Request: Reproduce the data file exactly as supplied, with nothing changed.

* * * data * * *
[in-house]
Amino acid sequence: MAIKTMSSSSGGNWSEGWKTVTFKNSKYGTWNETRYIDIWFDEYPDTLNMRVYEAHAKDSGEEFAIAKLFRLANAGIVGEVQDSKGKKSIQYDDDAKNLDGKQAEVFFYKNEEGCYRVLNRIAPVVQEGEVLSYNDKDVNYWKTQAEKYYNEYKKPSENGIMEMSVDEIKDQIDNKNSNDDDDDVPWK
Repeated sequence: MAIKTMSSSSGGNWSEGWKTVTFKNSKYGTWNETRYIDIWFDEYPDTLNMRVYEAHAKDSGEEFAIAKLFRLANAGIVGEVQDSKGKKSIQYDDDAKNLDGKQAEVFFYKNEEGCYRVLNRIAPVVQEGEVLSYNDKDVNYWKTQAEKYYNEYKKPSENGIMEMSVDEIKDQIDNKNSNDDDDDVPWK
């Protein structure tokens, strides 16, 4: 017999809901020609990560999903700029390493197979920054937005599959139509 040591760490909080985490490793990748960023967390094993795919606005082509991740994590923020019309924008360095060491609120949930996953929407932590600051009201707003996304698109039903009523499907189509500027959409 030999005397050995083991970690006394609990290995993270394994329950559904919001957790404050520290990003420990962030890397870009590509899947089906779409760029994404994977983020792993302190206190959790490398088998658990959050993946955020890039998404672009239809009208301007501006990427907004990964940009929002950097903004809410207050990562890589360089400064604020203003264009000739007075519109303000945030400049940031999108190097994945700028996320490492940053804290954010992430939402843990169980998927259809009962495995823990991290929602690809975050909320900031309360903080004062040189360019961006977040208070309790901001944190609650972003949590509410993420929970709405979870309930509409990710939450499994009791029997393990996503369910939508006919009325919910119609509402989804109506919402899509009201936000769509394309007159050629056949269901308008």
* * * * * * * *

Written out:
[in-house]
Amino acid sequence: MAIKTMSSSSGGNWSEGWKTVTFKNSKYGTWNETRYIDIWFDEYPDTLNMRVYEAHAKDSGEEFAIAKLFRLANAGIVGEVQDSKGKKSIQYDDDAKNLDGKQAEVFFYKNEEGCYRVLNRIAPVVQEGEVLSYNDKDVNYWKTQAEKYYNEYKKPSENGIMEMSVDEIKDQIDNKNSNDDDDDVPWK
Repeated sequence: MAIKTMSSSSGGNWSEGWKTVTFKNSKYGTWNETRYIDIWFDEYPDTLNMRVYEAHAKDSGEEFAIAKLFRLANAGIVGEVQDSKGKKSIQYDDDAKNLDGKQAEVFFYKNEEGCYRVLNRIAPVVQEGEVLSYNDKDVNYWKTQAEKYYNEYKKPSENGIMEMSVDEIKDQIDNKNSNDDDDDVPWK
């Protein structure tokens, strides 16, 4: 017999809901020609990560999903700029390493197979920054937005599959139509 040591760490909080985490490793990748960023967390094993795919606005082509991740994590923020019309924008360095060491609120949930996953929407932590600051009201707003996304698109039903009523499907189509500027959409 030999005397050995083991970690006394609990290995993270394994329950559904919001957790404050520290990003420990962030890397870009590509899947089906779409760029994404994977983020792993302190206190959790490398088998658990959050993946955020890039998404672009239809009208301007501006990427907004990964940009929002950097903004809410207050990562890589360089400064604020203003264009000739007075519109303000945030400049940031999108190097994945700028996320490492940053804290954010992430939402843990169980998927259809009962495995823990991290929602690809975050909320900031309360903080004062040189360019961006977040208070309790901001944190609650972003949590509410993420929970709405979870309930509409990710939450499994009791029997393990996503369910939508006919009325919910119609509402989804109506919402899509009201936000769509394309007159050629056949269901308008």